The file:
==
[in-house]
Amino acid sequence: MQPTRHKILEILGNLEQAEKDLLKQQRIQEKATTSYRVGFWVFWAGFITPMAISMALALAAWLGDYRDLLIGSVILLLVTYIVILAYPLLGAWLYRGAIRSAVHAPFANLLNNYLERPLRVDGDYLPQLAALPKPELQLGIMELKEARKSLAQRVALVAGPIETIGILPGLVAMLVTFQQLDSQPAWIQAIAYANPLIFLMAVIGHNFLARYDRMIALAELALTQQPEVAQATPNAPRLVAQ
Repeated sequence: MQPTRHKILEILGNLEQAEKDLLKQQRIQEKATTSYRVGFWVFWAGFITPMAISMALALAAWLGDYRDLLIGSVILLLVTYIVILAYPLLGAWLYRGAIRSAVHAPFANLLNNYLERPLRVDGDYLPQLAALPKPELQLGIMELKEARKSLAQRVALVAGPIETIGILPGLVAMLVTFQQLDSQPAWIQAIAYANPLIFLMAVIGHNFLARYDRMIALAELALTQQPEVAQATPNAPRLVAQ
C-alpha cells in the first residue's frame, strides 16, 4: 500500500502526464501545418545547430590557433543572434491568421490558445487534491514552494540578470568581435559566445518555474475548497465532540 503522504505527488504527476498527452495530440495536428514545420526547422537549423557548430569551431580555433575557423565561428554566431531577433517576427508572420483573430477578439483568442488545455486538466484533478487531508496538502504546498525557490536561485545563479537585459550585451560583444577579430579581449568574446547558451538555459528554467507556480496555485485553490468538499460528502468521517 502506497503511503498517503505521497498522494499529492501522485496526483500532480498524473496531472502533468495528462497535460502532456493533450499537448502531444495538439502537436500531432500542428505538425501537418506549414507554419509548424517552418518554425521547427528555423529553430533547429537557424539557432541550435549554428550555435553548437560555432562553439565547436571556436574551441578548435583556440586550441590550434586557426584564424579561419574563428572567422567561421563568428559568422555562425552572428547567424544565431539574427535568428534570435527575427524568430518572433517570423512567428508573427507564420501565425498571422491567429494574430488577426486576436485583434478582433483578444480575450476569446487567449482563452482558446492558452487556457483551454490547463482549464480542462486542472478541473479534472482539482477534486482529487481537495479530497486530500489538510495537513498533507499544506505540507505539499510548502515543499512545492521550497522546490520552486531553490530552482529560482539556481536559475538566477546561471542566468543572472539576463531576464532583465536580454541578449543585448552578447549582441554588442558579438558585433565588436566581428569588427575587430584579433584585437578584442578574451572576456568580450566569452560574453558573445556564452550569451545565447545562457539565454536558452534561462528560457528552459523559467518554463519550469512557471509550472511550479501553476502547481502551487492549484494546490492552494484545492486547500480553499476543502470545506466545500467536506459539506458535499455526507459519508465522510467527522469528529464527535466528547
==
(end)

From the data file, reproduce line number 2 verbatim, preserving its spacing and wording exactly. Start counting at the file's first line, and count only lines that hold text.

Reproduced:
Amino acid sequence: MQPTRHKILEILGNLEQAEKDLLKQQRIQEKATTSYRVGFWVFWAGFITPMAISMALALAAWLGDYRDLLIGSVILLLVTYIVILAYPLLGAWLYRGAIRSAVHAPFANLLNNYLERPLRVDGDYLPQLAALPKPELQLGIMELKEARKSLAQRVALVAGPIETIGILPGLVAMLVTFQQLDSQPAWIQAIAYANPLIFLMAVIGHNFLARYDRMIALAELALTQQPEVAQATPNAPRLVAQ